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Fifth in a series of Eight
Cecil J. Reynolds Letters
The following family names appear in this letter: BUTT, KELLOWAY, KING, LACEY, REYNOLDS, RIDDLE, and THISTLE. As before, the symbol "[?]" immediately following the last letter of a word indicates that we are uncertain about that word. The same symbol with a space on both sides of it indicates that an illegible word or phrase has been omitted.
Wednesday, Oct. 27, 1993
I was brought up in Small Point, next to Broad Cove, so I tend to retain unconsciously the old ways down there before the Great War (1914-1918). Down there very little was thrown away, whereas the opposite is true up here, or so I gauge from a walk around the block on Wednesdays. My son Alan keeps pointing out that even in a small “city” there’s no room to store anything. However, I still remember the oft-repeated warning: “Don’t throw that away; it may come in handy some day.” And it often did.
In the last few days the top section of a pile of letters stacked against the radio … has begun to slide off onto the pile of papers (MSS) below. So I’ve just filled two plastic bags with letters of the last four months. On the bottom or near it I came across your letter of August 19, 1993. I had “threatened” to write to you about two weeks, but to my dismay did not find your address under K in my book. So now with your letter I can duly enter it, and perhaps keep in touch. I know you are swamped with work in “the trenches of Academe”, so just put this away for a day when you can get your breath for a brief while.
The reason I sought your address was this; I had already sent along to the Nfld. Genealogical Society three volumes[?] of the story of my ancestor search since about 1979. Now on Monday I sent a fourth volume entitled “Addenda to the Ancestor Story” with a promise to add some family charts of descent soon. So I found a couple of large envelopes filled with early charts full of “errors”, with them I found several sheets of births, marriages and deaths (wrong order—down there at least marriages normally came before births). These had been … sent along by a distant cousin, Joan Reynolds Fogarty of St. John’s. She does the typing of the chapters of my autobiography which I doubt I’ll ever finish. I am now on Ch 34, and about page 800 or something.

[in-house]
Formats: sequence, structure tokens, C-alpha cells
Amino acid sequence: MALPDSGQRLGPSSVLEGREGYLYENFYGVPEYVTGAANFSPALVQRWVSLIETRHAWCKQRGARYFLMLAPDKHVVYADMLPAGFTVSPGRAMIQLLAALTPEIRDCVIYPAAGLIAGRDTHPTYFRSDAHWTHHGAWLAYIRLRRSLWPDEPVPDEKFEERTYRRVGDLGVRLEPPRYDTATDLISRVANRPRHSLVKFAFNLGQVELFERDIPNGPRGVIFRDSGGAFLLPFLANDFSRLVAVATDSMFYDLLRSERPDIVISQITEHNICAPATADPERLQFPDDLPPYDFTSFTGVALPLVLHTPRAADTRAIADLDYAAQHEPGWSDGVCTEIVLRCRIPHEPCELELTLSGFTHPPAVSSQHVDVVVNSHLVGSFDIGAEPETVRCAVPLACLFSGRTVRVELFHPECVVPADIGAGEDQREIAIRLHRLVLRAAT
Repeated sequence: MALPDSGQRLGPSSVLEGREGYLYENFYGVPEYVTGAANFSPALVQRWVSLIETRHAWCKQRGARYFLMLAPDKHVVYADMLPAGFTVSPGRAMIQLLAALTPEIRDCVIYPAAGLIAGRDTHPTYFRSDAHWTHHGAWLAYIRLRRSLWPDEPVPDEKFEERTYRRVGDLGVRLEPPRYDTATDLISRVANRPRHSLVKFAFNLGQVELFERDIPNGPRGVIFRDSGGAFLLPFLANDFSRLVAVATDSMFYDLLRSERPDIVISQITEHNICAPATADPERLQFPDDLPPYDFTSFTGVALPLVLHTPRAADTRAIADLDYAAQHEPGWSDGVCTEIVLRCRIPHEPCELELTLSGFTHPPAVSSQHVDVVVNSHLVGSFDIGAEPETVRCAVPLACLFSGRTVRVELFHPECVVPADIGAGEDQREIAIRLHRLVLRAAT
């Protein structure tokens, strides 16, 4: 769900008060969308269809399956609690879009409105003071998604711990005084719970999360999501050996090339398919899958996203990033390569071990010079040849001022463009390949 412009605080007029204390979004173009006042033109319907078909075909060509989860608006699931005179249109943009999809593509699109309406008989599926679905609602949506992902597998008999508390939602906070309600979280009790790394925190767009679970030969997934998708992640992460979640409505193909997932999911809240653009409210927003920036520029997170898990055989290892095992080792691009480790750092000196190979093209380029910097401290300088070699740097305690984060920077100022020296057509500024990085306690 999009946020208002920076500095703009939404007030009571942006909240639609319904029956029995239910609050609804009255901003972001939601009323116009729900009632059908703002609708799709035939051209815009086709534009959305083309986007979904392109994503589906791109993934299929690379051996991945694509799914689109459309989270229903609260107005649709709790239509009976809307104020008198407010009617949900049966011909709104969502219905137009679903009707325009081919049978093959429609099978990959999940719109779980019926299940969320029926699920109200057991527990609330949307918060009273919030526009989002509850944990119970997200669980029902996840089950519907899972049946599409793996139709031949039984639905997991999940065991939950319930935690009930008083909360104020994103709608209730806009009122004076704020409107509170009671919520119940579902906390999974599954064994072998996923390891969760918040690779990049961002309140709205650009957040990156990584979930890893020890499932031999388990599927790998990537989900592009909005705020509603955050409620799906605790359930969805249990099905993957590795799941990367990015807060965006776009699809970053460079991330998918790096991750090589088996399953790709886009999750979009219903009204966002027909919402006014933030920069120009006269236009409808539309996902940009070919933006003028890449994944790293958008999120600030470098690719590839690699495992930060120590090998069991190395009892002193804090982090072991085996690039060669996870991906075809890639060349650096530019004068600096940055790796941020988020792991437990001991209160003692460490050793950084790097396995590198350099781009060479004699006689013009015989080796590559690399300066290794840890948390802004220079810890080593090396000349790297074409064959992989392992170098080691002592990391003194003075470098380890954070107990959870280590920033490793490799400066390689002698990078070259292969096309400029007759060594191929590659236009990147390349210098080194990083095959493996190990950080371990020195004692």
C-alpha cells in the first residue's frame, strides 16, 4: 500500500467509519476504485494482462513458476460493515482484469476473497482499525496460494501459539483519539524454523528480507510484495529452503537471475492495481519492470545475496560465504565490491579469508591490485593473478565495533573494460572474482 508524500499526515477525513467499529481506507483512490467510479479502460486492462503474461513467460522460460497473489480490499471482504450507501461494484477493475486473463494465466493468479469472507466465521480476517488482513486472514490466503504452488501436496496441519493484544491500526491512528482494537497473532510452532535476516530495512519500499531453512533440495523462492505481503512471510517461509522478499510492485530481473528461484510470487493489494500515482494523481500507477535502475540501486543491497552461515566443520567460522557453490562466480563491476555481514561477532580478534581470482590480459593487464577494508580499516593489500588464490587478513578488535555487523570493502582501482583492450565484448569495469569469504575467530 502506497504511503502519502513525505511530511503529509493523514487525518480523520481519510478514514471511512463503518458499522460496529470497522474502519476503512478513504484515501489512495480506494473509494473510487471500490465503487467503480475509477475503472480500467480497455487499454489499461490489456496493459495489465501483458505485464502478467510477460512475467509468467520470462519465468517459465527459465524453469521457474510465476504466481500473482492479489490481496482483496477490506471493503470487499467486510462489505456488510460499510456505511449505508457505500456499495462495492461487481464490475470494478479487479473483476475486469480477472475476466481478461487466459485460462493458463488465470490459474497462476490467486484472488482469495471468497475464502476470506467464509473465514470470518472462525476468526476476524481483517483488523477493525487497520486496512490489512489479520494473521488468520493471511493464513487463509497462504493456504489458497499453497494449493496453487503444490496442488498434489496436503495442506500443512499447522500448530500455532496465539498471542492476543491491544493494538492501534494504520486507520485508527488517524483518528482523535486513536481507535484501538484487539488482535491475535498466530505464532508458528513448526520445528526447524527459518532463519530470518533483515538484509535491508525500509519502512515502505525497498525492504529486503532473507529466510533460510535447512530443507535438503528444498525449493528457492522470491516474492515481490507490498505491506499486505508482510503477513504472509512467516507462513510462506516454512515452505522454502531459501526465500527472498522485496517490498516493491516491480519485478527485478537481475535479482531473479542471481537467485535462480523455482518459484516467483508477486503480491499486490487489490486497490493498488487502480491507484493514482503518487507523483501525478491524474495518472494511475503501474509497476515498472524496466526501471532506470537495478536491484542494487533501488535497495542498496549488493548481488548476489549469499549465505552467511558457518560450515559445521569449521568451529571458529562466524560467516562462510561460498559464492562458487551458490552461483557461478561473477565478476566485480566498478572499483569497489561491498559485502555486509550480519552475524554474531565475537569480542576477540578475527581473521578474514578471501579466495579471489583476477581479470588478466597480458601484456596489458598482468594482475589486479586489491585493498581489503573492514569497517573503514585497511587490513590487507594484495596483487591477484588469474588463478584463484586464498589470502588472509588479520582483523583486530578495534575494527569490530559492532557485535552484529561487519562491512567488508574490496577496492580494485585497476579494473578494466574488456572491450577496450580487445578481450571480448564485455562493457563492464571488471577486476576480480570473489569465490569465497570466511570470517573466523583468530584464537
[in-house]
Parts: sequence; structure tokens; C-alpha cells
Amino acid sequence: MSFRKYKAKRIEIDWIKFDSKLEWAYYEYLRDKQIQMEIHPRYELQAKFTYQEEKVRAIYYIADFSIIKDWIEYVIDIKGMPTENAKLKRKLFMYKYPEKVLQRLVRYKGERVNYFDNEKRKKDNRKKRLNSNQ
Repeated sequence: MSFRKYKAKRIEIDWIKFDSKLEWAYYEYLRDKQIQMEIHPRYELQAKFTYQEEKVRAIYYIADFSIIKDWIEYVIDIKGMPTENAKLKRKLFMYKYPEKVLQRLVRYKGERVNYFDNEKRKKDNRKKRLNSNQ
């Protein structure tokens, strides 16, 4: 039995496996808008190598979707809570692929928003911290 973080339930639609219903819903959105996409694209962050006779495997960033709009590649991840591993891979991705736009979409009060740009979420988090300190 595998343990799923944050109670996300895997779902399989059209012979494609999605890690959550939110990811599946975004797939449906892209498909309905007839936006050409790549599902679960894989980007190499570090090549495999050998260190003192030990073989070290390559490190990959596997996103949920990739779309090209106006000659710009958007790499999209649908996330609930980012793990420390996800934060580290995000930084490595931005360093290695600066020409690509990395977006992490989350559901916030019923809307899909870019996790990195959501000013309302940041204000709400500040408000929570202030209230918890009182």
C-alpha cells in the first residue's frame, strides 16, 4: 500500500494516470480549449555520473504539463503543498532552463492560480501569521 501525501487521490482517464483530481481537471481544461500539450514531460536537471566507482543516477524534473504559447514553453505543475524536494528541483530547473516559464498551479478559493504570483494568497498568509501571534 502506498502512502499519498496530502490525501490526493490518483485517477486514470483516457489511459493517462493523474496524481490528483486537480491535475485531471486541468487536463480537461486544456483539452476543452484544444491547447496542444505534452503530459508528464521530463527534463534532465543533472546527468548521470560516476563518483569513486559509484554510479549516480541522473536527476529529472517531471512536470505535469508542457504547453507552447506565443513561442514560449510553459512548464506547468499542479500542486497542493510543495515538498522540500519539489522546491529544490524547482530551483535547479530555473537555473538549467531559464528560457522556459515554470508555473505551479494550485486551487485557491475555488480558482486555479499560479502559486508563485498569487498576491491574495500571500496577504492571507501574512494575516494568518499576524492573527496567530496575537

So I found those sheets last week and noticed how many Kings appeared in them. Kings and Reynoldses seem to have intermarried from as far back as 1820 down to the current moment. By some genetic quirk our family has constantly run to far more daughters than sons. Thus, if they wished, there are scores of Kings and Thistles who could, if they wished, trace their descent to James Reynolds (1749-1834) who came to Mulley’s Cove in the spring of 1749 *1 as an apprentice to the boot-making Laceys. In 1876, my grandfather Nicholas Kennedy Reynolds married the last surviving Lacey and united the properties in Small Point but not in ancestral Mulley’s Cove, although Grandfather owned a narrow strip of land across from the Salem School in my boyhood. The genetic quirk of lots of girls and a small minority of boys goes all the way back in generations to before the James who emigrated. Four girls were born to his parents in Rockbeare, Devon, and they almost gave up on getting an heir. But then they had 3 boys: Nicholas, James and John. Nicholas, at 18, inherited the family estate when his father James died suddenly in 1766. This meant James & John had to seek their own fortunes.
According to the foggy legend told me by my father in 1930 (I was unemployed in the Great Depression then) James & John had both come to Nfld., James to Mulley’s Cove and John to Caplin Cove. Now, however, we know James came alone. John stayed home, married twice, was widowed and died at 59 at his brother’s home. So who was the original Reynolds in Caplin Cove where we always knew we had “relatives” of that name? It turns out that he was James’ third son, born in 1794, but married twice “down the shore”. He had been named for his uncle back home.